When the mind is impartial like this, without fail it is made clear and pure and always appears in front of you so that the various conditions are not able to become obstructive. Why is this? Because all these phenomena are the body of the One Dharma of the Tathägata. When one stays in this unified mind, all bondage and illusion spontaneously disappear. Within a single speck of dust are all innumerable realms. Innumerable realms are collected on the tip of a single hair.

Because their original nature is suchness (emptiness), there is not any mutual interference. The Hua yen ching says: "There is one volume of scripture [explaining that] in a single speck of dust one can see the phenomena of 3000 chiliocosms'. As briefly pointed out, it is impossible to exhaust everything when it comes to [describing the methods for] calming the mind (an-hsin). In this, skillfulness comes from the heart…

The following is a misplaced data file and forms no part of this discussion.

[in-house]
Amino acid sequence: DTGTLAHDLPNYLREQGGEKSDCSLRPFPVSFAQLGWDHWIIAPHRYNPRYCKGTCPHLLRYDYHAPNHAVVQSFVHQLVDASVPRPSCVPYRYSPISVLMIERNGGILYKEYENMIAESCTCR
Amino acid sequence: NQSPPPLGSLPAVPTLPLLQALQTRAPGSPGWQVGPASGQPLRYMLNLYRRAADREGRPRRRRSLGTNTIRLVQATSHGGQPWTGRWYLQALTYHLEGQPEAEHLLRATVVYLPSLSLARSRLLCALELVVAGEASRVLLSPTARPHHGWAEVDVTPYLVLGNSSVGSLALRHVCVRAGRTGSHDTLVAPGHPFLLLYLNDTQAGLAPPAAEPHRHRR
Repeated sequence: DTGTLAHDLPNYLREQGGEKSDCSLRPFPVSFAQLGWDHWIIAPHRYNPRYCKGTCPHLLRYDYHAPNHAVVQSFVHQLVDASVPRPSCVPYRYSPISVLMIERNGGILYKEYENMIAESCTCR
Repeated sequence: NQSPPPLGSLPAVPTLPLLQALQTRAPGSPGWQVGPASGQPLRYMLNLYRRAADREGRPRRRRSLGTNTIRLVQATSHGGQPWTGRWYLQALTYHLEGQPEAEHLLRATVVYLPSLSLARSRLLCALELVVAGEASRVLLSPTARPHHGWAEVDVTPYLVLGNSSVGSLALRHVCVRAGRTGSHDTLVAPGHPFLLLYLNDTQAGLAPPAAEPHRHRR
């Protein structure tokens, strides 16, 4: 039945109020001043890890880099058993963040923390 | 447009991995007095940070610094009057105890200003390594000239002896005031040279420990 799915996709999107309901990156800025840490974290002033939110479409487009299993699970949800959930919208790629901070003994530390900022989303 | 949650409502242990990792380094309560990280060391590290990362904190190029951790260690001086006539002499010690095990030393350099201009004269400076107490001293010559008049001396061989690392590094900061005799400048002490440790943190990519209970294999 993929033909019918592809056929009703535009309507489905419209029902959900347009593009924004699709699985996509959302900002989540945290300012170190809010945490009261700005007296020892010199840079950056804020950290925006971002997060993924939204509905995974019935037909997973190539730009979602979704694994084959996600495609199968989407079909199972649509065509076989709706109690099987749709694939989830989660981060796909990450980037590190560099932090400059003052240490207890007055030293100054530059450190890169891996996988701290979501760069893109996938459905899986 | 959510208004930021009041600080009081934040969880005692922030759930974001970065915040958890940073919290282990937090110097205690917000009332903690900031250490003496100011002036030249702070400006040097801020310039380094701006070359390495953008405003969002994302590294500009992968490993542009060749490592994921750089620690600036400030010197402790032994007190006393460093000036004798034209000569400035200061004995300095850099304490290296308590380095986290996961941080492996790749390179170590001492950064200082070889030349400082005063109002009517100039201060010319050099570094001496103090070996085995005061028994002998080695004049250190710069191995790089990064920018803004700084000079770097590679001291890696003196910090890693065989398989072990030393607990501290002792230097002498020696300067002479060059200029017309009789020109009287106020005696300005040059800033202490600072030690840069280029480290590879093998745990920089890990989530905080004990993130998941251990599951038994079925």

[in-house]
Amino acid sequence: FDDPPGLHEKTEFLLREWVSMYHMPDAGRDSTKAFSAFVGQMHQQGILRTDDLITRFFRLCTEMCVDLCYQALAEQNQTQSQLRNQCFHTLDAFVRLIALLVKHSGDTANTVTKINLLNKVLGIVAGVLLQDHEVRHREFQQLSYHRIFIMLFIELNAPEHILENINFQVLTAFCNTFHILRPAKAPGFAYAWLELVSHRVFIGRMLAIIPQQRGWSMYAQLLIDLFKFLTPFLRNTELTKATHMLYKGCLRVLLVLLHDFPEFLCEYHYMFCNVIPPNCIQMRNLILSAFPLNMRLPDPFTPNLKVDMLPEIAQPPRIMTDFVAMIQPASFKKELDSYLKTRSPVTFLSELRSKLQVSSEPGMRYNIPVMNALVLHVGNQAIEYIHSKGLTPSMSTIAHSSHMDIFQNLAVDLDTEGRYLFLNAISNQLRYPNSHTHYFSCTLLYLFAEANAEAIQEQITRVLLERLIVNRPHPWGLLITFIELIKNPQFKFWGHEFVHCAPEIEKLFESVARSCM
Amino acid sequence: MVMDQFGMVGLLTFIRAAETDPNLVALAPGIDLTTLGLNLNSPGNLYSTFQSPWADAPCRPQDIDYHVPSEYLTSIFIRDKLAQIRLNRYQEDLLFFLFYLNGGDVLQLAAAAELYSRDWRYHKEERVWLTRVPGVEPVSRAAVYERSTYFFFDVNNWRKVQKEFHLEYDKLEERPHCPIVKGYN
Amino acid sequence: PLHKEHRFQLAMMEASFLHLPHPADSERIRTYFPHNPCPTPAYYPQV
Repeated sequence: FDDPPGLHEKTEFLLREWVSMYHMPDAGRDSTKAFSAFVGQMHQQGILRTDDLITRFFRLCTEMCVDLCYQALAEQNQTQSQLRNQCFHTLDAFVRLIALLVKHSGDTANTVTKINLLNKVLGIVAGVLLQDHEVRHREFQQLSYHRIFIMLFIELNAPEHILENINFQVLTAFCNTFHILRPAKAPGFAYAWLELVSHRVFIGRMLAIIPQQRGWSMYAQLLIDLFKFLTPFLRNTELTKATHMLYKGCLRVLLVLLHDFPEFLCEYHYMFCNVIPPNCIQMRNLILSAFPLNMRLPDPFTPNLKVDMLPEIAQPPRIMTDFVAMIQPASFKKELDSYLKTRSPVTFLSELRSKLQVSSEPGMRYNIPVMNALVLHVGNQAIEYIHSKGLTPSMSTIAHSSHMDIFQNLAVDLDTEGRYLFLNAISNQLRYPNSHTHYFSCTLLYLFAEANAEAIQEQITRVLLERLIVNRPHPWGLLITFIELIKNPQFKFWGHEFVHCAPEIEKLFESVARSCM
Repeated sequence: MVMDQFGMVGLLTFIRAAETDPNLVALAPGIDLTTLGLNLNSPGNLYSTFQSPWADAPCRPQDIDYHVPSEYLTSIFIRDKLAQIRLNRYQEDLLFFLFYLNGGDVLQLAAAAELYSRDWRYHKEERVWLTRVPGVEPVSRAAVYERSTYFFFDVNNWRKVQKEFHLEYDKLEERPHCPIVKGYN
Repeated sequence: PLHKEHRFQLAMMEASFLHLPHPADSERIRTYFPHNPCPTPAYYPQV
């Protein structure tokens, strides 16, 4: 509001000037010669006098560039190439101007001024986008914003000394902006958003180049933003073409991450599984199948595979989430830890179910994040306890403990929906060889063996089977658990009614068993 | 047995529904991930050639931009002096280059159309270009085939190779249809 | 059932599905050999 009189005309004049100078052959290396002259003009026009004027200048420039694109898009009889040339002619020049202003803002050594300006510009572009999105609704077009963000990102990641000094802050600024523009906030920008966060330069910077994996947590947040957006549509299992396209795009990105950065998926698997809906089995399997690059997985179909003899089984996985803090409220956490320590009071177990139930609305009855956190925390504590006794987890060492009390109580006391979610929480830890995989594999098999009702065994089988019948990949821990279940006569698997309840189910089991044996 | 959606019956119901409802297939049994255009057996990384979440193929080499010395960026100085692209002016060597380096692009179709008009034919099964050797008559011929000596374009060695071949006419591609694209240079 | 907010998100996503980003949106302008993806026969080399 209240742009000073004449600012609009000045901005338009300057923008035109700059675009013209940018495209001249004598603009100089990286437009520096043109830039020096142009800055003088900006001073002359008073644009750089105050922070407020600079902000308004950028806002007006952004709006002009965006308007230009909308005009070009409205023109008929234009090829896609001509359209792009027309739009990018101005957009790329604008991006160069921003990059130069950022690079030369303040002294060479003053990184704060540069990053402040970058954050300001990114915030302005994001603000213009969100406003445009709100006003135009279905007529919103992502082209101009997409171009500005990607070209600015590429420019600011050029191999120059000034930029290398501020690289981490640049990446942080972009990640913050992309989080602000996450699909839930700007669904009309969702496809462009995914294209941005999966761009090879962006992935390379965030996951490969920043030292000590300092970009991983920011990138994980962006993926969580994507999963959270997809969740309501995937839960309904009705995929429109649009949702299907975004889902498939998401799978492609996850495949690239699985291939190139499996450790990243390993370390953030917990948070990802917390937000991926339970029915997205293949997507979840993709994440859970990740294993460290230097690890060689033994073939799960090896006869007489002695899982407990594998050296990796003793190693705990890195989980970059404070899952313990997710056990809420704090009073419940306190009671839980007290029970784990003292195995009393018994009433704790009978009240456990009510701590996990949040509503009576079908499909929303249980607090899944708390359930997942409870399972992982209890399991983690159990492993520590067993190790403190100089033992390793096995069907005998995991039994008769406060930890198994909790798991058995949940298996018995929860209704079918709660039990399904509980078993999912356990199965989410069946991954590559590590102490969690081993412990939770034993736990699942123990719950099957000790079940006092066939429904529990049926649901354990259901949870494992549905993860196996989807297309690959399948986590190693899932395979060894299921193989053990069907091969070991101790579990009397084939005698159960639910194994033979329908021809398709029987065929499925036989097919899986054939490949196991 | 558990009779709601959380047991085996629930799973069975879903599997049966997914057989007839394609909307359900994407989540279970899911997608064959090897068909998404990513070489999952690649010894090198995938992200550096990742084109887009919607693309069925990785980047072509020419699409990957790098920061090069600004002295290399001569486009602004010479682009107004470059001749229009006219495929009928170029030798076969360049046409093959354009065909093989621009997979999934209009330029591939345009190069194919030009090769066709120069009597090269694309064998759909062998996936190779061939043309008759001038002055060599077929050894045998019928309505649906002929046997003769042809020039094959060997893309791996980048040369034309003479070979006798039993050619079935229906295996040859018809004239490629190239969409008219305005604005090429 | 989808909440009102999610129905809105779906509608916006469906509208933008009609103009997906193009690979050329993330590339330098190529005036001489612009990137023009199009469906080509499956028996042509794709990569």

Neither by [trying to] meditate on the Buddha, nor by [trying to] grab hold of the mind, nor by seeing the mind, nor by analyzing the mind, nor by reflections, nor by discernment, nor by dispersing confusion, but by thorough identification with the natural rhythms of things. Don’t force anything to do. Don’t force anything to stay. Finally abiding in the one sole purity, the mind spontaneously becomes lucid and pure. 
translated by David Chappell in The Teachings of the Fourth Ch'an Patriarch Tao-hsin